Fucking while feminist presents a peculiar set of challenges for the pro-sex single. How do you talk rape culture on a first date while still managing to get laid once in a while? How do you find the feminist guy who won’t self-flagellate to the point of unfuckability? How do you avoid dying alone, basically? Friedman agreed to talk to me about establishing a feminist fucking litmus test, the art of locating non-douchey sex partners online, and the secret perks of fucking a feminist.
JF: Right now my basic litmus test is this: Is he interested in feminist issues when I bring them up? And can he talk about them in ways that express curiosity and engagement and respect, instead of defensiveness or dismissiveness or attachment to stereotypes? If we can talk about this stuff in ways that are interesting and productive, I can work with it most of the time.
JF:…you know the Bechdel Test for films? It states that any good film has to have two female characters who talk to each other about something other than a guy. Well, this is my test: When I look at personal ads, I look at their lists of favorite books, movies, and music, and they have to list women in all of those categories. They don’t have to have a majority of women, but they have to know that women exist in the culture and be fans of some of them. It’s a pretty low bar—or it should be. I used to look for guys who don’t list Fight Club in their favorites, but I’ve had to relax that rule, because all dudes evidently love Fight Club. I do draw the line at Ayn Rand. It’s more about avoiding red flags than anything else. . . . I also don’t respond to any guy who says they’re looking for a woman who “doesn’t have drama,” not because I have a lot of drama, but because I feel like that is code for women who have opinions.
The interview ends with this:
Do you ever feel like there’s a conflict between your life as a professional feminist and your personal life?
JF: Oftentimes I wonder what the people who know me professionally would think about the compromises I make when I’m dating. I wish this were a live conversation where other feminists were weighing in. I’d like to know what other women are doing. Am I making the right compromises here? Should dating require these sorts of compromises? Is there any tactic that produces better results? . . . I feel very unsure about what the best way is to live my politics and have a sex life. I really feel in the weeds about it. But it’s something I think about all the time, and I don’t feel like I have the answers.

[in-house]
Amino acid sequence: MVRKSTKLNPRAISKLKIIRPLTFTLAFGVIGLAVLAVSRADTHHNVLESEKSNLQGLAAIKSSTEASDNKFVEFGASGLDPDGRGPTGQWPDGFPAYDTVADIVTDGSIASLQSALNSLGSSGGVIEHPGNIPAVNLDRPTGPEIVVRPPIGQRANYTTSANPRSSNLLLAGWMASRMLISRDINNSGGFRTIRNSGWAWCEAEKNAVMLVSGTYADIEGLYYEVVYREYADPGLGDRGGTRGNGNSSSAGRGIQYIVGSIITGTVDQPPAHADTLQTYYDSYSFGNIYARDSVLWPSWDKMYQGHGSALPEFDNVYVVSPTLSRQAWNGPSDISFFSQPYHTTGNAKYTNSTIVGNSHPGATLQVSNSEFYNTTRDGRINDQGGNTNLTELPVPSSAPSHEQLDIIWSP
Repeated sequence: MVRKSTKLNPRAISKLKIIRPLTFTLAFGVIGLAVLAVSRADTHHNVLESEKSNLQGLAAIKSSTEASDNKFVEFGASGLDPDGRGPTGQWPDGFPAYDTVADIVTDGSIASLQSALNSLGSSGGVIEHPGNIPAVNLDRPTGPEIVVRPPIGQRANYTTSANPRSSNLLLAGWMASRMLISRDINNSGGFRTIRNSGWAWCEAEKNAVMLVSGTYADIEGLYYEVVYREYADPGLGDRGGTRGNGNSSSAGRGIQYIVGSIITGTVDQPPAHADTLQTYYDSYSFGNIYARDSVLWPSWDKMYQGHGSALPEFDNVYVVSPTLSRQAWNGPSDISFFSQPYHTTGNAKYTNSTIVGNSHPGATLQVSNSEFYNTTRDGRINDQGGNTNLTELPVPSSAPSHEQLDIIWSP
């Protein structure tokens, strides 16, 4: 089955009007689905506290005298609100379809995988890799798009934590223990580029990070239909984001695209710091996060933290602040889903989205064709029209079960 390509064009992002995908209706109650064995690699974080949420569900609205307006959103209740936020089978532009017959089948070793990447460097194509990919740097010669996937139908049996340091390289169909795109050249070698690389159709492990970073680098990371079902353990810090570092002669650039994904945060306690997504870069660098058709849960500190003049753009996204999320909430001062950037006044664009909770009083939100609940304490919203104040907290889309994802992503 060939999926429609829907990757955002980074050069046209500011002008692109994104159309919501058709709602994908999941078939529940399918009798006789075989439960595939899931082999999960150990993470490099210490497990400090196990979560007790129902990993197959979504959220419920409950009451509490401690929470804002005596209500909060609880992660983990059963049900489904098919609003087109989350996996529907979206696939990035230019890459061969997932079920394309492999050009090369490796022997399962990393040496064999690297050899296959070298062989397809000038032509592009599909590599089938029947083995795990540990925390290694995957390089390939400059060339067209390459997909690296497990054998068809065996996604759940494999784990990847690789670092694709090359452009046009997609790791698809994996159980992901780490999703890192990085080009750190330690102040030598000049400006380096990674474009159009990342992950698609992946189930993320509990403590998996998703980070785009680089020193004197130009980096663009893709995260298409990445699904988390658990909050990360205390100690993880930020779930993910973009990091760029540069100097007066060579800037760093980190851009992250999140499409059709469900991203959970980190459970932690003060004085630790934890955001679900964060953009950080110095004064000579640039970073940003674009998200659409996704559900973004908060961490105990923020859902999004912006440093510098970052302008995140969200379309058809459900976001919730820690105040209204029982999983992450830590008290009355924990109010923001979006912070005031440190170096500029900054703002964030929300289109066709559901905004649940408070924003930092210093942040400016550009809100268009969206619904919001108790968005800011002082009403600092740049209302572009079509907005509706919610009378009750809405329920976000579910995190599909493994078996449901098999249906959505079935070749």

Jill at Feministe responded to the idea of a conversation where other feminists are weighing in, and a great discussion is going on there.
I encourage you to go and join the discussions on either of these two posts, but if you’ve got your own blog why not open the discussion there as well? I’m sure that there are probably other posts out there from the past few years discussing this issue that haven’t crossed my radar for one reason or another – please leave a link in comments if you know of one.
In terms of feminist dating litmus tests, it’s nearly 20 years since I last dated, and perhaps this one isn’t so uncommon now as it was then, but one of my litmus tests was: is he OK about me thinking of something we could go see together, me ringing him up to invite him, and then me organising and paying for the tickets plus paying for the meal beforehand? My experience was that some men found this reversal of stereotypical dating roles confronting. Most were surprised, definitely. My partner of the last nearly 20 years hardly turned a hair (this doesn’t mean that we haven’t had our “why can’t you see this is a problem?” moments at times, but it was a damn good start).